Resolvers are a form of DNS server that usually exist on a local network (such as the one your ISP operates to connect you to the internet) and handle all DNS requests from the computers that using the network.
For example, when you type a domain name into your web browser your computer contacts your ISP’s local resolvers and asks for the domain name. The local resolver then does the DNS work, turning the name into an IP address. Your computer then connects to the server at the IP address and requests the web page.
Your ISP’s resolver will then cache (temporarily store) a copy of the DNS information that you just requested in case any other users on the network request the same domain name. DNS is built to be an efficient system, and this local caching of DNS information is part of that system.
Servers also use resolvers to handle their own DNS requests. When a server needs to send an e-mail message it uses DNS to determine where that message needs to go.
Manual Resolv.conf Edits
On most Linux servers the resolv.conf file is located at /etc/resolv.conf. Using SSH and your favorite shell-based text editor you can make manual changes to the resolv.conf file which will take effect immediately as soon as you save your changes.
The Web Host Manager and Resolv.conf
If you are operating a Dedicated or VPS server running Linux and cPanel you can log in to your server’s Web Host Manager (WHM) and look at the resolvers your server is using.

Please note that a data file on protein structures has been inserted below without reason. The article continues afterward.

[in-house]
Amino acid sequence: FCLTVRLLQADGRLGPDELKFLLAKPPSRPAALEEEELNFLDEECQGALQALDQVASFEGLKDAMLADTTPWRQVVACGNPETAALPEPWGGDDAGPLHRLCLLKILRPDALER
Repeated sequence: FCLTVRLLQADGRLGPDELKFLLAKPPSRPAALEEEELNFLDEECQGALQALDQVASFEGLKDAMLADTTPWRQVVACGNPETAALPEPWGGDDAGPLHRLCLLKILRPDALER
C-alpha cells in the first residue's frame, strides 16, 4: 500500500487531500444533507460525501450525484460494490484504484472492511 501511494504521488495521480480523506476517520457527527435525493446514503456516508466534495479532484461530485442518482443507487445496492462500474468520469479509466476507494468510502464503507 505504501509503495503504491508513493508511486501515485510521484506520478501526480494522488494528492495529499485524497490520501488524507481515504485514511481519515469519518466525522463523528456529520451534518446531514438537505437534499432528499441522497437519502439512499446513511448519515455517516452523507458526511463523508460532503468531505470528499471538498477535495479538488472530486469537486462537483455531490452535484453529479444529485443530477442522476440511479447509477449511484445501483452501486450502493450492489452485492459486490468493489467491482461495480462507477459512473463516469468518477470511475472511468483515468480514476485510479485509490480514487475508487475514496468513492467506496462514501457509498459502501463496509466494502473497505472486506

Log in to your WHM as root and find the link on the left called Resolver Configuration:
On the next screen click on the Proceed button as indicated below.
You will be taken to a page showing your server’s configured resolvers, an example of which is below. These are the IP addresses of the servers inside the Liquid Web network that handle your server’s DNS requests. Depending on your server, you may have anywhere from one to three IP addresses listed here.
Primary, Secondary, and Tertiary are the different priority levels of your server’s resolvers. The Primary resolver is the DNS resolver that your server will always try to contact first, then the second and then the third if necessary.
Please note that these server IPs should automatically be configured on your server with Liquid Web and should not be changed. If you have any questions regarding changing these IPs please contact Liquid Web support using the information below.
Liquid Web’s Heroic Support is always available to assist customers with this or any other issue. If you need our assistance please contact us:
Toll Free 1.800.580.4985
Tagged with: command line • cpanel • dns • resolv.conf • resolvers • whm